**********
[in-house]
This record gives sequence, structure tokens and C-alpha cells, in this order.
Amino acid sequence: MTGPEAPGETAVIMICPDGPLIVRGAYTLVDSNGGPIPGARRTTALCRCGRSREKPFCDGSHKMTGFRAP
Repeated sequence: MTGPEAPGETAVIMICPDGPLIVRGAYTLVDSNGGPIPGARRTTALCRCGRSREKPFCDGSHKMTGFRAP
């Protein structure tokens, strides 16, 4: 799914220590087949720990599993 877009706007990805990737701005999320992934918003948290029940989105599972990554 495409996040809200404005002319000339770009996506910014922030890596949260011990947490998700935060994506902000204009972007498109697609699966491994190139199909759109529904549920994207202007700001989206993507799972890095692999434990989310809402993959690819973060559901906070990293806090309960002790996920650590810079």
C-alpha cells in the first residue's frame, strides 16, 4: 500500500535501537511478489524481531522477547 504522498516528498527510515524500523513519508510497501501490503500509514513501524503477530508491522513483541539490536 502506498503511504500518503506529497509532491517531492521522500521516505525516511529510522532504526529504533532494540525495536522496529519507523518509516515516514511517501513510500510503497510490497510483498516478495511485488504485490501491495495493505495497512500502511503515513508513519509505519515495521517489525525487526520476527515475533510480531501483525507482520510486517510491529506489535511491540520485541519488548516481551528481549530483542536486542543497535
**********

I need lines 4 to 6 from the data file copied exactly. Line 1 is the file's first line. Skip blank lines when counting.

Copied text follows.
Repeated sequence: MTGPEAPGETAVIMICPDGPLIVRGAYTLVDSNGGPIPGARRTTALCRCGRSREKPFCDGSHKMTGFRAP
């Protein structure tokens, strides 16, 4: 799914220590087949720990599993 877009706007990805990737701005999320992934918003948290029940989105599972990554 495409996040809200404005002319000339770009996506910014922030890596949260011990947490998700935060994506902000204009972007498109697609699966491994190139199909759109529904549920994207202007700001989206993507799972890095692999434990989310809402993959690819973060559901906070990293806090309960002790996920650590810079």
C-alpha cells in the first residue's frame, strides 16, 4: 500500500535501537511478489524481531522477547 504522498516528498527510515524500523513519508510497501501490503500509514513501524503477530508491522513483541539490536 502506498503511504500518503506529497509532491517531492521522500521516505525516511529510522532504526529504533532494540525495536522496529519507523518509516515516514511517501513510500510503497510490497510483498516478495511485488504485490501491495495493505495497512500502511503515513508513519509505519515495521517489525525487526520476527515475533510480531501483525507482520510486517510491529506489535511491540520485541519488548516481551528481549530483542536486542543497535